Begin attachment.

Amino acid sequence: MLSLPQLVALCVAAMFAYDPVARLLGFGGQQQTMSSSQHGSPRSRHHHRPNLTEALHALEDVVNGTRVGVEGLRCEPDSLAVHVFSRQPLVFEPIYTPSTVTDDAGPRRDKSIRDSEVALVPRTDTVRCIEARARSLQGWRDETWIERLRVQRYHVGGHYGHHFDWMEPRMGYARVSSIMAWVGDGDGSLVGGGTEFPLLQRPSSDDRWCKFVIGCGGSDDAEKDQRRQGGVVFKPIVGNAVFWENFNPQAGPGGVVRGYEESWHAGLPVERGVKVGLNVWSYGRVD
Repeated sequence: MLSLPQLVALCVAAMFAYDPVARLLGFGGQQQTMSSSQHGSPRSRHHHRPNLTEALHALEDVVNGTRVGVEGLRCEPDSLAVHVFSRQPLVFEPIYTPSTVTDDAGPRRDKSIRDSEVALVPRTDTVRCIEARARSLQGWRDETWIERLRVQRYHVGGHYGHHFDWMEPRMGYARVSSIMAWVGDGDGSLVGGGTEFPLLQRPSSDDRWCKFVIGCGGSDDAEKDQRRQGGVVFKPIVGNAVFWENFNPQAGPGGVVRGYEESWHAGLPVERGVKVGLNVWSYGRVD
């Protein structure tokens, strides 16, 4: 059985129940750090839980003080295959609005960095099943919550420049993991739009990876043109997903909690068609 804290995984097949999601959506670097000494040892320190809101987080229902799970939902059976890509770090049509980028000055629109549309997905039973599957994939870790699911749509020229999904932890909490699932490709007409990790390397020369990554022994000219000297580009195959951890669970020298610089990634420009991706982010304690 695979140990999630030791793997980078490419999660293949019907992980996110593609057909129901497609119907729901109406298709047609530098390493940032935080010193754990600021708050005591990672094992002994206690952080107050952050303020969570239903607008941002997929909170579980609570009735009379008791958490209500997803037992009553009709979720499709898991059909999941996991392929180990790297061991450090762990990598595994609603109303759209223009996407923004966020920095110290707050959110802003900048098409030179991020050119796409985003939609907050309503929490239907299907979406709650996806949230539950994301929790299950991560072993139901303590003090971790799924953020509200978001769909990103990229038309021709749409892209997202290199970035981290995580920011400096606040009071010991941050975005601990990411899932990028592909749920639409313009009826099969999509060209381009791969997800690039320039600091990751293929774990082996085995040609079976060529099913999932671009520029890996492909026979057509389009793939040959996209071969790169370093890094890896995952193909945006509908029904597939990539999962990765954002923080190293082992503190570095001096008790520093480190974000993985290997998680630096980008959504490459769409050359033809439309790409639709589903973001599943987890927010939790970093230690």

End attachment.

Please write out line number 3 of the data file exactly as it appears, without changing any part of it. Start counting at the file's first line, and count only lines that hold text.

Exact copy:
């Protein structure tokens, strides 16, 4: 059985129940750090839980003080295959609005960095099943919550420049993991739009990876043109997903909690068609 804290995984097949999601959506670097000494040892320190809101987080229902799970939902059976890509770090049509980028000055629109549309997905039973599957994939870790699911749509020229999904932890909490699932490709007409990790390397020369990554022994000219000297580009195959951890669970020298610089990634420009991706982010304690 695979140990999630030791793997980078490419999660293949019907992980996110593609057909129901497609119907729901109406298709047609530098390493940032935080010193754990600021708050005591990672094992002994206690952080107050952050303020969570239903607008941002997929909170579980609570009735009379008791958490209500997803037992009553009709979720499709898991059909999941996991392929180990790297061991450090762990990598595994609603109303759209223009996407923004966020920095110290707050959110802003900048098409030179991020050119796409985003939609907050309503929490239907299907979406709650996806949230539950994301929790299950991560072993139901303590003090971790799924953020509200978001769909990103990229038309021709749409892209997202290199970035981290995580920011400096606040009071010991941050975005601990990411899932990028592909749920639409313009009826099969999509060209381009791969997800690039320039600091990751293929774990082996085995040609079976060529099913999932671009520029890996492909026979057509389009793939040959996209071969790169370093890094890896995952193909945006509908029904597939990539999962990765954002923080190293082992503190570095001096008790520093480190974000993985290997998680630096980008959504490459769409050359033809439309790409639709589903973001599943987890927010939790970093230690």